I am not judging the tradition. Rituals and traditions like this can be potent practices and can have great value for the participants. But I think it is important to ask ourselves the deeper questions of what we are doing, and why we are engaging these and all of our rituals and practices. I think it is important to consider what are our core values, the deep values that we are choosing to uphold and embody. Are they values that we have fully examined and freely chosen? How do we feel about those who have chosen different values, or have chosen to express some of our shared values in different ways?
Unfortunately, those who question or openly wonder about values, beliefs and behaviors, especially within the context of a hierarchical system, are often deemed arrogant, egotistical, heretical, or lacking in humility. And they are often seen as a threat, or as corrupted or impure.
Why are we threatened by those who ask questions, if we are, or by those who think and feel for themselves?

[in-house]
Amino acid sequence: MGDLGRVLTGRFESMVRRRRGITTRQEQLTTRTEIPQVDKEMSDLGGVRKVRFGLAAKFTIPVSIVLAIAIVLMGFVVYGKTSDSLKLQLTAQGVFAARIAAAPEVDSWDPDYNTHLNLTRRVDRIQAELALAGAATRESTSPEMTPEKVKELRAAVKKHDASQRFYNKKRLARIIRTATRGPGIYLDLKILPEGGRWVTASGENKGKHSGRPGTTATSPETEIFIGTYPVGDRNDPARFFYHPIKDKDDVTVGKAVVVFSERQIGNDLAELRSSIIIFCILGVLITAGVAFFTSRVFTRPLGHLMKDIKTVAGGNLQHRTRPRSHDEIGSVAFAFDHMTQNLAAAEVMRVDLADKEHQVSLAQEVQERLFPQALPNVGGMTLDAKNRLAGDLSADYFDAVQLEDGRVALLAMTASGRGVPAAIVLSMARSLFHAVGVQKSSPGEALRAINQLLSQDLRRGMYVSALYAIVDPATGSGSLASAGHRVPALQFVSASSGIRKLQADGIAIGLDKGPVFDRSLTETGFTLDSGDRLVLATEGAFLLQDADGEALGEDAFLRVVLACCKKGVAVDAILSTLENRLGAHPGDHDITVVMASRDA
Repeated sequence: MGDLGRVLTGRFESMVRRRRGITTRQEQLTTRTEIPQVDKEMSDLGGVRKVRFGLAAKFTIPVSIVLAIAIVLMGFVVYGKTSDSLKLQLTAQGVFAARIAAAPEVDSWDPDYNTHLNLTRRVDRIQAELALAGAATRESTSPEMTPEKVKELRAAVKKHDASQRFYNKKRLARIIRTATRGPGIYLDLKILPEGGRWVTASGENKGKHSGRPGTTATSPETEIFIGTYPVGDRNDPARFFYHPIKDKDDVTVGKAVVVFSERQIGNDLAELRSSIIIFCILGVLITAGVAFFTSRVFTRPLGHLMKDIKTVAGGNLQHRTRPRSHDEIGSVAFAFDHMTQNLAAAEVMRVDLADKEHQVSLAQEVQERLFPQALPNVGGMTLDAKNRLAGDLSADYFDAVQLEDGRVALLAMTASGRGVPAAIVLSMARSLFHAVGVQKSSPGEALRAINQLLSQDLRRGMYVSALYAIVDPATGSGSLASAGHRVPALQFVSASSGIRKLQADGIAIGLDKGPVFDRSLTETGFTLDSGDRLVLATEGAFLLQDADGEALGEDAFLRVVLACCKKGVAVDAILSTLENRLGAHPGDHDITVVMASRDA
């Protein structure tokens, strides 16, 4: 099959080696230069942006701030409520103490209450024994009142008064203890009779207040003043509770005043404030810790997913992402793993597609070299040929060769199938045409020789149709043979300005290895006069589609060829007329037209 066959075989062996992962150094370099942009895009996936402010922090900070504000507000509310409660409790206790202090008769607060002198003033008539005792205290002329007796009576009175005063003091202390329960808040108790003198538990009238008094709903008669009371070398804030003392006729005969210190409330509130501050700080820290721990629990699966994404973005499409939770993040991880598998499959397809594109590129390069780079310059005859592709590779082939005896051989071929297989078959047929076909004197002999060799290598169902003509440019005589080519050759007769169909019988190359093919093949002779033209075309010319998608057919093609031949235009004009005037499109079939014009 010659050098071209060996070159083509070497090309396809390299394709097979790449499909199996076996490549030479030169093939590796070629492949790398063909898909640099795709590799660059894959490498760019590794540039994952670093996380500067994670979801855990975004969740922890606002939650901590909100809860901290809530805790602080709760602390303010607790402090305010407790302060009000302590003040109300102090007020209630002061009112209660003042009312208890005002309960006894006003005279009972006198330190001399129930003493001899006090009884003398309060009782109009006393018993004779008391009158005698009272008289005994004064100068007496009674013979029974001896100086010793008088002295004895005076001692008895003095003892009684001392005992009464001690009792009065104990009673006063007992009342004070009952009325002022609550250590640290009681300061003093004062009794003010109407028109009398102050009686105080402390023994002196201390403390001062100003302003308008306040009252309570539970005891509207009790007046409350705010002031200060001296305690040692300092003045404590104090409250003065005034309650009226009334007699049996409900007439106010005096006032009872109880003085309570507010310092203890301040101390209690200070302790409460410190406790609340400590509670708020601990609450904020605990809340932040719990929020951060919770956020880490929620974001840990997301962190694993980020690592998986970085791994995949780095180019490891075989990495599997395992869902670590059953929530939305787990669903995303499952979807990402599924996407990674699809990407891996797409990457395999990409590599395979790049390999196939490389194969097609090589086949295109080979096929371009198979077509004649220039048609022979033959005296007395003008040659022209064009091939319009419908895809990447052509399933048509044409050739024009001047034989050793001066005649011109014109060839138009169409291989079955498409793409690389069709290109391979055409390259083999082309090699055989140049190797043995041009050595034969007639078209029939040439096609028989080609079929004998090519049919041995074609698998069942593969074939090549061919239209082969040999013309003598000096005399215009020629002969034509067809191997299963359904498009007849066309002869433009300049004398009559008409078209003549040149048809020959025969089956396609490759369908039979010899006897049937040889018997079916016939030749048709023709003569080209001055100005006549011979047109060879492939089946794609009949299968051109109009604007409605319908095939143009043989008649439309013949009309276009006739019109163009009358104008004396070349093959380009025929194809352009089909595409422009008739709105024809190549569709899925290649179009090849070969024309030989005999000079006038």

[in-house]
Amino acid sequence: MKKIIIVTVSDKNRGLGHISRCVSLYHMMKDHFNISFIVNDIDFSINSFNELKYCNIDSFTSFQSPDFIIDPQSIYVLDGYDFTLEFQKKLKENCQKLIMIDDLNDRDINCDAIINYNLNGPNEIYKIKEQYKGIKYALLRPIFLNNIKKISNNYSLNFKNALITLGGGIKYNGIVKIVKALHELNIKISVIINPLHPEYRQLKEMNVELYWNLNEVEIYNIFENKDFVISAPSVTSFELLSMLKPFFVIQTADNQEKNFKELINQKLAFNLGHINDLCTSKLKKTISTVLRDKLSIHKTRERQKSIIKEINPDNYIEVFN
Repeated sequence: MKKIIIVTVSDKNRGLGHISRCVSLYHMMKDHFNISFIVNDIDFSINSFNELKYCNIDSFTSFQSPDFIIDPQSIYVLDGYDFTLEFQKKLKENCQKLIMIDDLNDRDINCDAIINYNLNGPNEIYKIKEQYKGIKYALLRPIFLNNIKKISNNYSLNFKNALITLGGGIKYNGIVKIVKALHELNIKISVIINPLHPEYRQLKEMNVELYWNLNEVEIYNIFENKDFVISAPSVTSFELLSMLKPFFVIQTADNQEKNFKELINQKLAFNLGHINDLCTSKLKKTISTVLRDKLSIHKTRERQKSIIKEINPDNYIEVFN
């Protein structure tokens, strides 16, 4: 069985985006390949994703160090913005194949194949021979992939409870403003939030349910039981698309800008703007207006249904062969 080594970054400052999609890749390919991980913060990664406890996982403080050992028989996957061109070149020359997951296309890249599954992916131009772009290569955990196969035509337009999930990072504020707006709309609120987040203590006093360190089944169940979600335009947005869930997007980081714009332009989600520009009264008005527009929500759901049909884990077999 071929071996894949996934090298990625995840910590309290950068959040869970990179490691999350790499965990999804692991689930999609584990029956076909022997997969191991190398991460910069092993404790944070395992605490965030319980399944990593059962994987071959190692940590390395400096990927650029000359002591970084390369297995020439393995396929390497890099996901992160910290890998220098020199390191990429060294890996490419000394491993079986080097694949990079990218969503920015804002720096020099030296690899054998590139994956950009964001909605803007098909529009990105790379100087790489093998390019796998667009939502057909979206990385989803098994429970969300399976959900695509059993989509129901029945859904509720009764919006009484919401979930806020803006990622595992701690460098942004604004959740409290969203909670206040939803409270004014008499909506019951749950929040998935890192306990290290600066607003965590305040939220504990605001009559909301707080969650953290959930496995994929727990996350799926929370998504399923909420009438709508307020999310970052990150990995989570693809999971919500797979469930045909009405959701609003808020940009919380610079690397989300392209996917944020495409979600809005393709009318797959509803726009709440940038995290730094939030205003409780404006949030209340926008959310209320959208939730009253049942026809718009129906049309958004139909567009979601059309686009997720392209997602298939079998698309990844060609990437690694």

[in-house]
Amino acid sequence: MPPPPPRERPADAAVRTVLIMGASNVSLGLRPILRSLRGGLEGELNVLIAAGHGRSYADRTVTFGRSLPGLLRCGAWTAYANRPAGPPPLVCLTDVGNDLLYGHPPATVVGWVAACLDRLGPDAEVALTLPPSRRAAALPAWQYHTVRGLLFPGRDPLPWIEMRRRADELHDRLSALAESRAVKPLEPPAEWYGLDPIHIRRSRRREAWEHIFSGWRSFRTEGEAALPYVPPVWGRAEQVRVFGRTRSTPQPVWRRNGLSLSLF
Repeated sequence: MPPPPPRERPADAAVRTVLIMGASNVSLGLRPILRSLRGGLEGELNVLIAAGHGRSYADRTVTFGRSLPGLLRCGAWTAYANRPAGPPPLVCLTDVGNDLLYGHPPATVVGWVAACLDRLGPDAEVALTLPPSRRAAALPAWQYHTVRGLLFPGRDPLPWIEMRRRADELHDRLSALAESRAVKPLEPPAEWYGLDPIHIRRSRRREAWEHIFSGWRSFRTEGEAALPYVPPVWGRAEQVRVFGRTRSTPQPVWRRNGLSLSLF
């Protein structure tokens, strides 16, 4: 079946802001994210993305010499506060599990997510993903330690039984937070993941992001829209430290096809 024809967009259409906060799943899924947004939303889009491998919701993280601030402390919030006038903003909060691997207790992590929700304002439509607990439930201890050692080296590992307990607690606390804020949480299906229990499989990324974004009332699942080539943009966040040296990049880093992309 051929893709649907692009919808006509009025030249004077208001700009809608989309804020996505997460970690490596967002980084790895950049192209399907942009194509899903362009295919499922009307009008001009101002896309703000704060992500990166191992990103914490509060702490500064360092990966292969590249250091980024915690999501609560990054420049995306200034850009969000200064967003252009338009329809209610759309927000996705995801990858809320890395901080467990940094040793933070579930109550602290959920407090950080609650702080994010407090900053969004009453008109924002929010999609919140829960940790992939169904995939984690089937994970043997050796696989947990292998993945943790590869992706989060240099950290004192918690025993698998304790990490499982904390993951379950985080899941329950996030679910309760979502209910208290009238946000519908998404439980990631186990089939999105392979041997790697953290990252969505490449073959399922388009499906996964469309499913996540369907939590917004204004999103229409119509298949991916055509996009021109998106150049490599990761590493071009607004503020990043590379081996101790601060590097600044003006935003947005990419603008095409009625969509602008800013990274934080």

For those practicing within a strongly hierarchical and/or guru-based system, it is easy to for the mind to become conditioned to think and even to perceive the world in certain ways. As human animals our perceptions are conditioned by our lives and experiences in one way or another. Seeing the degree to which we become conditioned, and recognizing this fact, is a big part of the yoga process. But it can be difficult to see clearly or accurately, if we (or those that surround us) are fearful and/or enmeshed in the type of group think that can so easily emerge from such systems. We can easily forget that our way of seeing is only that. It might not be true for everyone, or even true at all.
In the end we are human beings, thinking animals making our way as best we can through this brief and very temporal life. We are born, and we die. We decay, disintegrate, and evaporate. We will all be forgotten. Our breath will once again become air along with the great contributions, ideas, art, and poetry, teachers, and gurus. We will all be forgotten. And our beautiful planet itself will be incinerated in the blazing heat and light of our own collapsing sun as it too dies out and into the gravitas and darkness of a black hole.
So if anything is Guru, it is this. This process. It is the mystery of love, and existence. It is wonder. You might choose to call this God. For me it is unutterable.